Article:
You used nutrients as per instruction. As more intelligent people above me pointed out, little can survive a mead if the yeast ferments well but yea, always wash fruits. I don't know where you live so a 'warm room' to you might be hot or cold to me. Instructions say between 65 and 75.

Since it's designed to leave residual sugar and its fermenting again I guess to just leave it to ferment until it dies, rack off the lees and let it sit (oh and, test it and tell us :3 )

Relic ranger
05-01-2013, 06:23 AM
thank you for taking the time to help me out i have been super busy and i am sorry for the delay in reply but thank you again

fatbloke
05-01-2013, 07:46 AM
I don't see anything really wrong with it. Searched for your yeast, a package shouldn't be too much. It never hurts to always read the package instructions.



You used nutrients as per instruction. As more intelligent people above me pointed out, little can survive a mead if the yeast ferments well but yea, always wash fruits. I don't know where you live so a 'warm room' to you might be hot or cold to me. Instructions say between 65 and 75.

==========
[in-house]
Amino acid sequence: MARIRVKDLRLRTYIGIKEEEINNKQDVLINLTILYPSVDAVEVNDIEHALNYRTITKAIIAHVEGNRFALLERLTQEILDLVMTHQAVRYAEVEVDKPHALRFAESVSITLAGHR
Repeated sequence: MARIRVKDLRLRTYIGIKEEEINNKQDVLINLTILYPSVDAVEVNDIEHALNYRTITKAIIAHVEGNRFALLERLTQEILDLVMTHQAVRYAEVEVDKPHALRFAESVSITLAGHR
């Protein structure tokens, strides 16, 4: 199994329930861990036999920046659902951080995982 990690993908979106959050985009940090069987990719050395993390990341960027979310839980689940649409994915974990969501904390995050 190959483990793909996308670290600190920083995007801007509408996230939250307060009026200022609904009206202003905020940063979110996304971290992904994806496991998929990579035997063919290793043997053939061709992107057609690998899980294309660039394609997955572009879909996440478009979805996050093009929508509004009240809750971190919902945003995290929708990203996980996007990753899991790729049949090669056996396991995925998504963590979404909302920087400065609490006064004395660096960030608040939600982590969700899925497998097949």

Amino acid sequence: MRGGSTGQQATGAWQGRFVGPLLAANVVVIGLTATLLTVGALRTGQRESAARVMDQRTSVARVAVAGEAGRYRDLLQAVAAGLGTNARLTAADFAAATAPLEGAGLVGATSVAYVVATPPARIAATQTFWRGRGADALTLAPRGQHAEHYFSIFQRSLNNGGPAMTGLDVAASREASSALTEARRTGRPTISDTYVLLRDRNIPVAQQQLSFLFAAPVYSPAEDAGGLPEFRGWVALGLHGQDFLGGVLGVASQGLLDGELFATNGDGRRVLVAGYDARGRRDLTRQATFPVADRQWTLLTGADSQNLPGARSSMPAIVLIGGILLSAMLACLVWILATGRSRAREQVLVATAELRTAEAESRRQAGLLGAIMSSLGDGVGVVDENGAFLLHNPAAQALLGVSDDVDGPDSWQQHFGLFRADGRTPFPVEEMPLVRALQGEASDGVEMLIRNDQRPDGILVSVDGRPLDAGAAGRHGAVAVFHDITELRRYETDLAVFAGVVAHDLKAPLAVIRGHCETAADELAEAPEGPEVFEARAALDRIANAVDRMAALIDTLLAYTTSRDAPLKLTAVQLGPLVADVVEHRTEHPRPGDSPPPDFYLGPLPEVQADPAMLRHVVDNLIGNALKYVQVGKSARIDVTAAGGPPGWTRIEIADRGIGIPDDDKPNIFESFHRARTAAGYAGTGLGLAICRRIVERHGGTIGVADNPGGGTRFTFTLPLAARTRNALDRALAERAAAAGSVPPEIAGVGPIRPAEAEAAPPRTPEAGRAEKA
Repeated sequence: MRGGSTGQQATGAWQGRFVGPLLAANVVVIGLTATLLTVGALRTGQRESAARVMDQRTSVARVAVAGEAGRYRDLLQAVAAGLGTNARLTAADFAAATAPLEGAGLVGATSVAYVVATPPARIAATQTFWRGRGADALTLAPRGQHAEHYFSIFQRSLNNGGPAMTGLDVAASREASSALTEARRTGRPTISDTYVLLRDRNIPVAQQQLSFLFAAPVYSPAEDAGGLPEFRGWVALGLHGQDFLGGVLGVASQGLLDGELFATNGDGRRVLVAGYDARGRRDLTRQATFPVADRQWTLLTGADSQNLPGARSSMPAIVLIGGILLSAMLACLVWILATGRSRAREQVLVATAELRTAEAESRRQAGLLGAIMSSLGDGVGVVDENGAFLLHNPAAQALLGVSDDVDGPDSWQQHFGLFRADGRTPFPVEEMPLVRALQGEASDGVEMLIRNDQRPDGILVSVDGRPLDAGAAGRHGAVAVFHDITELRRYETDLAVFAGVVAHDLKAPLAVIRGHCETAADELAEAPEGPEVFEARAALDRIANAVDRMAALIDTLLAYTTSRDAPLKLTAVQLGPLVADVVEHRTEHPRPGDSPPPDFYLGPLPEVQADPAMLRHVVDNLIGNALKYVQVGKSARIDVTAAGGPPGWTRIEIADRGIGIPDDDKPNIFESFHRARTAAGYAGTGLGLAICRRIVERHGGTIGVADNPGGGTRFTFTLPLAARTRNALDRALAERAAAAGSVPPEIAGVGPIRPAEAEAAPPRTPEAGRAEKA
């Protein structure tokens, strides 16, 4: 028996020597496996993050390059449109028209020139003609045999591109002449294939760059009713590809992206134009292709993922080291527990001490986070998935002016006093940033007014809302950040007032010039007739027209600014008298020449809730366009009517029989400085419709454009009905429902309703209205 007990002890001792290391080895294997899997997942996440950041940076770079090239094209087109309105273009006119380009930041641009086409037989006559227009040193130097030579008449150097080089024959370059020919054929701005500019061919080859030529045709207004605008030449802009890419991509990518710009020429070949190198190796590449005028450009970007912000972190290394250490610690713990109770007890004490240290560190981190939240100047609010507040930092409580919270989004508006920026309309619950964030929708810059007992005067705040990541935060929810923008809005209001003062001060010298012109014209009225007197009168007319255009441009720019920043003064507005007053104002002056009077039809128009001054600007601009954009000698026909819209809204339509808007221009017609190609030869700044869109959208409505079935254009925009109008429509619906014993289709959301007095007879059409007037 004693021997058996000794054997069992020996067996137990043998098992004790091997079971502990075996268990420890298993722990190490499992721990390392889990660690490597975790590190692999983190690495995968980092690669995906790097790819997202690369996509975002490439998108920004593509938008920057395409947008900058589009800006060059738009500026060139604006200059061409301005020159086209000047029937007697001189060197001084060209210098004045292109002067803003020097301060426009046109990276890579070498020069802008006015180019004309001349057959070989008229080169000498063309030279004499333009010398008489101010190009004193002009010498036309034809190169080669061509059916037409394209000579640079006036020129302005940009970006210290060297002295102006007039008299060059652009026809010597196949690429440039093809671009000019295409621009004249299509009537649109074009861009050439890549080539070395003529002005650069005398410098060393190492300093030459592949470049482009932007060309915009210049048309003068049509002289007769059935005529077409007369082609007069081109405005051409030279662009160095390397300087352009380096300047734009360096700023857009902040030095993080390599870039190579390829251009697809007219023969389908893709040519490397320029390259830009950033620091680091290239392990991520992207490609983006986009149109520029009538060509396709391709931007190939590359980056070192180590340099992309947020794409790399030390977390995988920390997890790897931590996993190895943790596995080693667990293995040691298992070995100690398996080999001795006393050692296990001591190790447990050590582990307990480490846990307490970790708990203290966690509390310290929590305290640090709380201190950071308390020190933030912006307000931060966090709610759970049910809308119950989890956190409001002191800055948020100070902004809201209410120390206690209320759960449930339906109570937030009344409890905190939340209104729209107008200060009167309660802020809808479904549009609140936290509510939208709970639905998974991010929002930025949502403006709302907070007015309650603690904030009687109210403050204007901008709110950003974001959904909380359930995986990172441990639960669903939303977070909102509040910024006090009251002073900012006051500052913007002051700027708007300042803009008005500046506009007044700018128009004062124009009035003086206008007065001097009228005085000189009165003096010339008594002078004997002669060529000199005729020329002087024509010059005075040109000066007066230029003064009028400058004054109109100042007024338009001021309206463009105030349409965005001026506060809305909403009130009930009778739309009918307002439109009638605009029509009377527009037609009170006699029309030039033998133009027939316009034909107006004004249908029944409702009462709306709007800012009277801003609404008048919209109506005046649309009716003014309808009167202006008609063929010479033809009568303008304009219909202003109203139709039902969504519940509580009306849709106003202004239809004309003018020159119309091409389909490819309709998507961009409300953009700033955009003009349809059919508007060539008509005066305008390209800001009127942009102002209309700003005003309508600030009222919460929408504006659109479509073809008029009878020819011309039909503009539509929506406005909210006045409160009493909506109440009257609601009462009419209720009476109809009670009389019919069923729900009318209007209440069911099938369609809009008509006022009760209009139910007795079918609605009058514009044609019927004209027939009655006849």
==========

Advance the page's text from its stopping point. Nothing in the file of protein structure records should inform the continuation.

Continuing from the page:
Since it's designed to leave residual sugar and its fermenting again I guess to just leave it to ferment until it dies, rack off the lees and let it sit (oh and, test it and tell us :3 )

Dunno about availability in the Netherlands, but you can get it across the border at Brouwland (http://www.brouwland.com/en/).

I'm sure most of the Wyeast products are fine (the Dry Mead yeast works fine), but the Sweet Mead yeast is finicky as hell, either not starting or sticking mid-ferment for no obvious reason.

Of course, I've read of people using it and having no problems at all, but the 3 times I've tried it, it's been a complete PITA.

YMMV.......